When it’s not somebody’s mother, it’s their girlfriend or partner or sister. With Wiley’s younger brother Cadell wading into this current war of words, even he can’t resist partaking in the misogyny of attacking his opponent’s woman relative, predictably resorting to Stormzy’s sister. The infamous beef between North London’s Chip and…what seemed like everybody else in grime was another pivotal moment fondly remembered for the excitement and attention it shone on the dying art of clashing and on grime itself, at that point seen as something outdated and anachronistic as Afroswing and UK Rap were beginning to accelerate through the charts in 2015 and 2016. On ‘Coward’, Chip mocks Tinie’s mum in a Nigerian accent, generating an onslaught of memes.
“We have taken misogyny for granted and any attempts to call it out have been dismissed as a misunderstanding of the ‘raw’ nature of the genre and an attempt to water it down for the mainstream”
Even as people seem to ask the right questions, about how grime has sidelined women – most notably black women – misogyny has been poisonously laced into our common understanding of its dynamics. We, as an audience or even as performers, have taken it for granted and any attempts to call it out have been dismissed as a misunderstanding of the “raw” nature of the genre and an attempt to water it down for the mainstream.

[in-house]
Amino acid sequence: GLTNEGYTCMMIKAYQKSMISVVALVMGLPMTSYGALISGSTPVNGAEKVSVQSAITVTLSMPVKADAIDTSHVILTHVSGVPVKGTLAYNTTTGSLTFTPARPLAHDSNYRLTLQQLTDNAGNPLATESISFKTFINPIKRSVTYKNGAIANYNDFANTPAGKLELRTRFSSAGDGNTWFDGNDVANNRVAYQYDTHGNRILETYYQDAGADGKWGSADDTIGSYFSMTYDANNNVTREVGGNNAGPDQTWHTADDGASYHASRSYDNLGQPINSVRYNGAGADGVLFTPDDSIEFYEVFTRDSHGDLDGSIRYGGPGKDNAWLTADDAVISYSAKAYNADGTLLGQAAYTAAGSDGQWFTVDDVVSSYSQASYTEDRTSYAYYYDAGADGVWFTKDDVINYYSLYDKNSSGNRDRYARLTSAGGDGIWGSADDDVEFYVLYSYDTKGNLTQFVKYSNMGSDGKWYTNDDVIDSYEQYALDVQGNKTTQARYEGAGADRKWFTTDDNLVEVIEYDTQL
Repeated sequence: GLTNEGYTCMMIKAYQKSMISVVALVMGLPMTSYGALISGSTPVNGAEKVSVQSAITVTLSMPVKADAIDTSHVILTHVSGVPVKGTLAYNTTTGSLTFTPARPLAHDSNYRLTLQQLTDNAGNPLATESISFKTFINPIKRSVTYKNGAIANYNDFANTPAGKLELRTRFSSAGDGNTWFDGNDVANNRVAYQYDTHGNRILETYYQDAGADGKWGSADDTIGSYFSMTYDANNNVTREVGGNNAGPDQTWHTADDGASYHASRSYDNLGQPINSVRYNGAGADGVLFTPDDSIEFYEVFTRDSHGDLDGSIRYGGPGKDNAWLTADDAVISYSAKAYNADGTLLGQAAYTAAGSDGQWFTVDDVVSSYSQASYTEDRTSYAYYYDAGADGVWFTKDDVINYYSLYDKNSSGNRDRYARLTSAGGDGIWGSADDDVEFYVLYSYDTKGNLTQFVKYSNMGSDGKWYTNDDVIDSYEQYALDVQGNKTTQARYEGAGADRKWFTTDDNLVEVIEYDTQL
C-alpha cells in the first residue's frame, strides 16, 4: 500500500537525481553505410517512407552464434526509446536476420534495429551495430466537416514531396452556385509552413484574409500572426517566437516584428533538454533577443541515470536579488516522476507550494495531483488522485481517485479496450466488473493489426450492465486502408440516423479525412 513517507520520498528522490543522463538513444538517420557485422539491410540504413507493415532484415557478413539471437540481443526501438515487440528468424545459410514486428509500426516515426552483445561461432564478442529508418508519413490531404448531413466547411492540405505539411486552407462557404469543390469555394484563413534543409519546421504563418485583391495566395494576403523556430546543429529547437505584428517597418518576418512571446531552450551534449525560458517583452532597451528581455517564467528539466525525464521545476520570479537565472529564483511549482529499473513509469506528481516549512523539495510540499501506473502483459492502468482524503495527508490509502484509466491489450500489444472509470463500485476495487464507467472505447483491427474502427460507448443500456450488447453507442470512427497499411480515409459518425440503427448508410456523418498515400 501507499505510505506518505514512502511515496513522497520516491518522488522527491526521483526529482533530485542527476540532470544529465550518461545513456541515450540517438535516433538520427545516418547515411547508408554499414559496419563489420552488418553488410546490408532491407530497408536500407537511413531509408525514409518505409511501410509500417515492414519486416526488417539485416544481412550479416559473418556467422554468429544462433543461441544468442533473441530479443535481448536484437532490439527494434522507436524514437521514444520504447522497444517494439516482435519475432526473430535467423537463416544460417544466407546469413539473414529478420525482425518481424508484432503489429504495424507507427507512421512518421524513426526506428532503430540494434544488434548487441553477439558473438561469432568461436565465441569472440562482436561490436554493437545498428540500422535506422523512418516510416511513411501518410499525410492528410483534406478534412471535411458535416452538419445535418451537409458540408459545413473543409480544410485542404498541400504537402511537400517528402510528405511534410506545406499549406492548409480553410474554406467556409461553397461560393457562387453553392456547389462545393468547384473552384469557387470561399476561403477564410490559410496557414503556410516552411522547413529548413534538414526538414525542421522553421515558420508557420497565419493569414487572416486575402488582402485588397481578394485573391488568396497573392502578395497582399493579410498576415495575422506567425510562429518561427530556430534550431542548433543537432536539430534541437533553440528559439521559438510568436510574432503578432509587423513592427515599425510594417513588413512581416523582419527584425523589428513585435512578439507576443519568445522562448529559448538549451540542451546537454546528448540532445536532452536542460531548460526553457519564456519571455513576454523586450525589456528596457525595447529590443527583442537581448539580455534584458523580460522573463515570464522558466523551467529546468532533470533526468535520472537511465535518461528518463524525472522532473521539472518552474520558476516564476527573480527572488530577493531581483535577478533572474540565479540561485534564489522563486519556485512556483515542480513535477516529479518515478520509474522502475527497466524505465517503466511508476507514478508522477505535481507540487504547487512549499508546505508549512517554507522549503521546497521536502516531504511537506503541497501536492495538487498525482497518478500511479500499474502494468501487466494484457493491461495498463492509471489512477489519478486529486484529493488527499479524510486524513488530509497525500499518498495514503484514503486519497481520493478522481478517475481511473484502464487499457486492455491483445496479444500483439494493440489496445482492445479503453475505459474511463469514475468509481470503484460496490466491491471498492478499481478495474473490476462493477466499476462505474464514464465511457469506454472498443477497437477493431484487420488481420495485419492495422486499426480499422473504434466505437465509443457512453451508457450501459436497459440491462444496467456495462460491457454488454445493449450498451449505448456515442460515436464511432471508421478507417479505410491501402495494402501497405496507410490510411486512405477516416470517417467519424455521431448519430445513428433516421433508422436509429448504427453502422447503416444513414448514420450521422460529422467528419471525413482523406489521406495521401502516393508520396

These attitudes have become so ingrained in our understanding that even whilst calling ourselves feminists or claiming to dismantle the patriarchy elsewhere, we are just as complicit when we egg it on by partaking in the online discourse, laughing at the jokes or screaming along to the bars at raves.
One only has to look at the 2018 incident at Mode FM of physical assault against a woman MC, or the case last year of revenge porn being used to score points by Birmingham MC Tana in a clash with Ten Dixon in the recently resurrected Lord of the Mics, to accept that there is a long way to go before grime respects women and stops using them as playthings to score points against another man’s ego or reputation.
“There is a long way to go before grime respects women and stops using them as playthings to score points against another man’s ego or reputation”
Being a woman, a feminist and a grime fan is complex and contradictory, especially considering how mistreatment towards women has historically been ignored, if not normalised. Amidst the commercial and cultural commodification of culture, Wiley (and what he represents) are seen as the last mainstays of what is “authentic” since the genre went mainstream. Big-name brands collaborate with formerly demonised rappers on multi-million-pound deals, they gain thousands of fans from around the world on social media and are on the front covers of high fashion magazines and their songs as sung by thousands at music festivals.
Looking at the jarring success of viral internet sensation “Alex from Glasto”, or Drake’s seemingly out-of-the-blue BBK affiliation, it is understandable that grime fans want to protect the legacy of a scene that everybody now wants a piece of. However, preserving the legacy and culture of grime does not mean that the misogyny behind it must also be protected in the name of cultural heritage. Whether participating or spectating, we need to be more vocal in uprooting and untangling these attitudes and ridding grime of its misogyny once and for all.